Why Is Powdered Caffeine Dangerous?

A cup of coffee.
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Caffeine is in coffee, tea and other products people consume every day, so why is powdered caffeine dangerous?

On Tuesday (Sept. 1), the Food and Drug Administration announced that it had issued warning letters to five companies that sell powdered caffeine, saying that their products pose a "significant or unreasonable risk of illness or injury to consumers."

Powdered caffeine products are much more potent than caffeine-containing beverages like coffee, and they're dangerous because it is easy for people to consume a lethal amount of powdered caffeine, the FDA said.

Just 1 teaspoon of the caffeine powder contains about the same amount of caffeine as 28 cups of regular coffee, the FDA said. In fact, 2 teaspoons of powdered caffeine would kill most adults, according to the Centers for Science in the Public Interest.

"Powdered caffeine is very concentrated," said Henry Spiller, director of Central Ohio Poison Center at Nationwide Children's Hospital. Most people are so comfortable with the effects of caffeinated beverages like coffee and soda that they don't realize that the amount they ingest is just milligrams, Spiller said.

The amount of caffeine in a teaspoon can vary in different powdered caffeine products, the FDA noted. A teaspoon of some powdered products can have about 5 grams of caffeine; by comparison, a cup of coffee has about 65 to 100 milligrams of caffeine, Spiller said.

At that level, 1 teaspoon of the powder contains as much caffeine as 50 to 75 cups of coffee.

"This is enormous. This is an overdose," Spiller told Live Science. [7 Foods You Can Overdose On]

Another problem with the powdered products is that consumers usually don't have the tools to measure a safe dose. The recommended serving size of powdered caffeine is just 50 milligrams to 200 milligrams — or about one-sixteenth of a teaspoon.

To measure out 50 milligrams of powder using a quarter-teaspoon measuring spoon, a consumer needs to fill just 6 percent of the spoon, which "cannot be accurately measured," the FDA said.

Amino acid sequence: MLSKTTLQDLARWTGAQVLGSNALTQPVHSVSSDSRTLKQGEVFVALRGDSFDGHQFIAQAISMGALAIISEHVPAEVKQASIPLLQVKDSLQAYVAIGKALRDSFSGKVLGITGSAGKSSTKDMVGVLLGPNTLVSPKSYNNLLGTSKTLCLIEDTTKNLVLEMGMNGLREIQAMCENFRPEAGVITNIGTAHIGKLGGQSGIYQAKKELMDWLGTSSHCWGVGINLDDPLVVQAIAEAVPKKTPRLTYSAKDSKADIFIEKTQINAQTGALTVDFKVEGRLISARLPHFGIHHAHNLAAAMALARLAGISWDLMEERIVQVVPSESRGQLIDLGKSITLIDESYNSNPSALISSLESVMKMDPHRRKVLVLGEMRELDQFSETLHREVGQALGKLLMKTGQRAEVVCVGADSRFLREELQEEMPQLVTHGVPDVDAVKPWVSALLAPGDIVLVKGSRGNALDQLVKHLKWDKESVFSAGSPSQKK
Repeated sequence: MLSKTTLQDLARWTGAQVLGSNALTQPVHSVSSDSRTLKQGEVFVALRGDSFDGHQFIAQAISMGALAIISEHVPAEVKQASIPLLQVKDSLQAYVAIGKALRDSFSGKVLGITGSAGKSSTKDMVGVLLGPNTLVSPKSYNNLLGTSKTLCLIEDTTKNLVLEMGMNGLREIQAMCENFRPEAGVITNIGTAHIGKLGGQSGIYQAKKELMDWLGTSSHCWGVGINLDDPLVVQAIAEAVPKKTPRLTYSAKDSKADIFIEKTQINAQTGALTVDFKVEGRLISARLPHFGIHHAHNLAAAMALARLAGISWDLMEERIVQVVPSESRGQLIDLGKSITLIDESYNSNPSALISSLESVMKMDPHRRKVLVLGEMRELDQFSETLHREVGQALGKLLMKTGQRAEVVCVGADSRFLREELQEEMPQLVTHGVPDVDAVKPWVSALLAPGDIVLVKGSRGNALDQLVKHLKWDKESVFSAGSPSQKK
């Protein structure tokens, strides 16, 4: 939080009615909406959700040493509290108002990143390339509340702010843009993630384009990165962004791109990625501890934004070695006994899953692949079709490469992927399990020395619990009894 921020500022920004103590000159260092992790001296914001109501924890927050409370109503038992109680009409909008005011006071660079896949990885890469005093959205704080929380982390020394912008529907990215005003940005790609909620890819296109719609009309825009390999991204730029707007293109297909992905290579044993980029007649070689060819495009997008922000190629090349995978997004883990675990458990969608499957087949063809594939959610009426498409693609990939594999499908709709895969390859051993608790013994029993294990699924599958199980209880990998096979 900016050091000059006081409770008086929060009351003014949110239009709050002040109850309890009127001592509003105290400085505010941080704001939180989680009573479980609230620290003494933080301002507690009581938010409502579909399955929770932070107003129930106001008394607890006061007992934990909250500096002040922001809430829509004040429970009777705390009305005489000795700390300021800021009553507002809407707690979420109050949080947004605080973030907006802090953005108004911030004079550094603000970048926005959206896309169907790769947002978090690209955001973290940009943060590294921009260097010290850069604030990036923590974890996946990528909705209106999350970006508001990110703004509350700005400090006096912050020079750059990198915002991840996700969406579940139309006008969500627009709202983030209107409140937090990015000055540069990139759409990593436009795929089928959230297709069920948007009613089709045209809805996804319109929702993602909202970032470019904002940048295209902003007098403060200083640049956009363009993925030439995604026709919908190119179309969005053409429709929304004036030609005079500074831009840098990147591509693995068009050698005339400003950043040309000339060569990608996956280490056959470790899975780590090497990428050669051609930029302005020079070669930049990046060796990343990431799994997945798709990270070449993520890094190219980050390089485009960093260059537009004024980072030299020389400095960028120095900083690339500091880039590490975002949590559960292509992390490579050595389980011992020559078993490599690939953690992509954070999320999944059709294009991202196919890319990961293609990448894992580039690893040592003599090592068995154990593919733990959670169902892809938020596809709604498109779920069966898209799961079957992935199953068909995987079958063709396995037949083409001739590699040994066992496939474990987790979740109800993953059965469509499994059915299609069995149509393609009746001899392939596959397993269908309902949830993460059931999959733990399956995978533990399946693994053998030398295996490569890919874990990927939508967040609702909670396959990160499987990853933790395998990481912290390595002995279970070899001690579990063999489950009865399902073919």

"The difference between a safe amount and a toxic dose of caffeine in these pure powdered products is very small," the agency said.

What's more, the smallest packages of powdered caffeine sold by some of the companies contain 100 grams of product, which is 2,000 recommended servings. And some companies sell powdered caffeine in packages of 25 kilograms, which contain up to 500,000 recommended servings.

High doses of caffeine can cause serious side effects, including increased blood pressure, a rapid or dangerously erratic heartbeat, seizures and even death, the FDA said. Two young adults — an 18-year-old in Ohio and a 24-year-old in Georgia — died in 2014 from accidental overdoses of powdered caffeine.

Although it's possible to overdose on caffeine by drinking upward of 50 cups of coffee, most people would probably stop before this point because they would be experiencing uncomfortable effects, like nausea or vomiting and a rapid heart rate, Spiller said. The danger with powdered caffeine is that you take this dose of caffeine all at once, he said.

Follow Rachael Rettner @RachaelRettner. Follow Live Science @livescience, Facebook & Google+. Original article on Live Science.

Rachael Rettner

Rachael is a Live Science contributor, and was a former channel editor and senior writer for Live Science between 2010 and 2022. She has a master's degree in journalism from New York University's Science, Health and Environmental Reporting Program. She also holds a B.S. in molecular biology and an M.S. in biology from the University of California, San Diego. Her work has appeared in Scienceline, The Washington Post and Scientific American.